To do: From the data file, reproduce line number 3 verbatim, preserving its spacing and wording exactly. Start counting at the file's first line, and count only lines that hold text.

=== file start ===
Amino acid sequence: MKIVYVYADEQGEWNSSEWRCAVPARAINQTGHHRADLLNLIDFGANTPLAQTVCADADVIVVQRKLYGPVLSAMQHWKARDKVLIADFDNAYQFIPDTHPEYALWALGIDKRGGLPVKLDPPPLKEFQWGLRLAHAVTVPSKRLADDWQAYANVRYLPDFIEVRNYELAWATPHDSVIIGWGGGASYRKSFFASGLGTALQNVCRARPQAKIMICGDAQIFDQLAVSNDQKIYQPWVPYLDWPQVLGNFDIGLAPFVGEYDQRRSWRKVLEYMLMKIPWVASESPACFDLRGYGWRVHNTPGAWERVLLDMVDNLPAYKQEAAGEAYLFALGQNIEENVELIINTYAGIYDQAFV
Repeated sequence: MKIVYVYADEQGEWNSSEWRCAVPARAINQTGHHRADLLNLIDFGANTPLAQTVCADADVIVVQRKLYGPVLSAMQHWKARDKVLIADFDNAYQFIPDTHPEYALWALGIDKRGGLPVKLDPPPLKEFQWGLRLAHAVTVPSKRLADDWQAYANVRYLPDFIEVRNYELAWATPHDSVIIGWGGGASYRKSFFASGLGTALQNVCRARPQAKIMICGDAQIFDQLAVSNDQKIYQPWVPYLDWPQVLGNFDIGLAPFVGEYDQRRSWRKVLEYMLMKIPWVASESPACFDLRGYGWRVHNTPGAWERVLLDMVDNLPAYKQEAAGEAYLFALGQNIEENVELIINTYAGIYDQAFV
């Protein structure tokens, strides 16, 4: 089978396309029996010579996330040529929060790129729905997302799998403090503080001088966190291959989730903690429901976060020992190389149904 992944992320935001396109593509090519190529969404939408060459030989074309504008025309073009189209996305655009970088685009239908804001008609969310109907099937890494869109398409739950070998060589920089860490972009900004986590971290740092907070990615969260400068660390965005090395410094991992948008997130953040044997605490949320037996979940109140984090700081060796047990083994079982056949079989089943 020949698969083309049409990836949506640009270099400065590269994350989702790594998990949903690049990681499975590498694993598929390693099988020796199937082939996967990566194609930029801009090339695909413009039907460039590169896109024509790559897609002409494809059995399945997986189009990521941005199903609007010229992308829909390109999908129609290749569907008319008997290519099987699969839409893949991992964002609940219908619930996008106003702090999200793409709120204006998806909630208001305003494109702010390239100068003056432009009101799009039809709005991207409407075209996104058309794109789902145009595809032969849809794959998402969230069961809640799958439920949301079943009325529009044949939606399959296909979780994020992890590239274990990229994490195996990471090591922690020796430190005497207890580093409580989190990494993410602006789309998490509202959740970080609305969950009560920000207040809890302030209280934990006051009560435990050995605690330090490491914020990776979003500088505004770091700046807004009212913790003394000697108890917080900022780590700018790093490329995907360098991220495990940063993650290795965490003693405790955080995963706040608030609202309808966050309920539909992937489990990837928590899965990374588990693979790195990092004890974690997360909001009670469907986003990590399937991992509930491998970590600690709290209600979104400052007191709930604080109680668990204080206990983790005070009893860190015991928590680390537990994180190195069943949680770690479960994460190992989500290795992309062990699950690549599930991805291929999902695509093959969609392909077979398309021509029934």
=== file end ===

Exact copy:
């Protein structure tokens, strides 16, 4: 089978396309029996010579996330040529929060790129729905997302799998403090503080001088966190291959989730903690429901976060020992190389149904 992944992320935001396109593509090519190529969404939408060459030989074309504008025309073009189209996305655009970088685009239908804001008609969310109907099937890494869109398409739950070998060589920089860490972009900004986590971290740092907070990615969260400068660390965005090395410094991992948008997130953040044997605490949320037996979940109140984090700081060796047990083994079982056949079989089943 020949698969083309049409990836949506640009270099400065590269994350989702790594998990949903690049990681499975590498694993598929390693099988020796199937082939996967990566194609930029801009090339695909413009039907460039590169896109024509790559897609002409494809059995399945997986189009990521941005199903609007010229992308829909390109999908129609290749569907008319008997290519099987699969839409893949991992964002609940219908619930996008106003702090999200793409709120204006998806909630208001305003494109702010390239100068003056432009009101799009039809709005991207409407075209996104058309794109789902145009595809032969849809794959998402969230069961809640799958439920949301079943009325529009044949939606399959296909979780994020992890590239274990990229994490195996990471090591922690020796430190005497207890580093409580989190990494993410602006789309998490509202959740970080609305969950009560920000207040809890302030209280934990006051009560435990050995605690330090490491914020990776979003500088505004770091700046807004009212913790003394000697108890917080900022780590700018790093490329995907360098991220495990940063993650290795965490003693405790955080995963706040608030609202309808966050309920539909992937489990990837928590899965990374588990693979790195990092004890974690997360909001009670469907986003990590399937991992509930491998970590600690709290209600979104400052007191709930604080109680668990204080206990983790005070009893860190015991928590680390537990994180190195069943949680770690479960994460190992989500290795992309062990699950690549599930991805291929999902695509093959969609392909077979398309021509029934």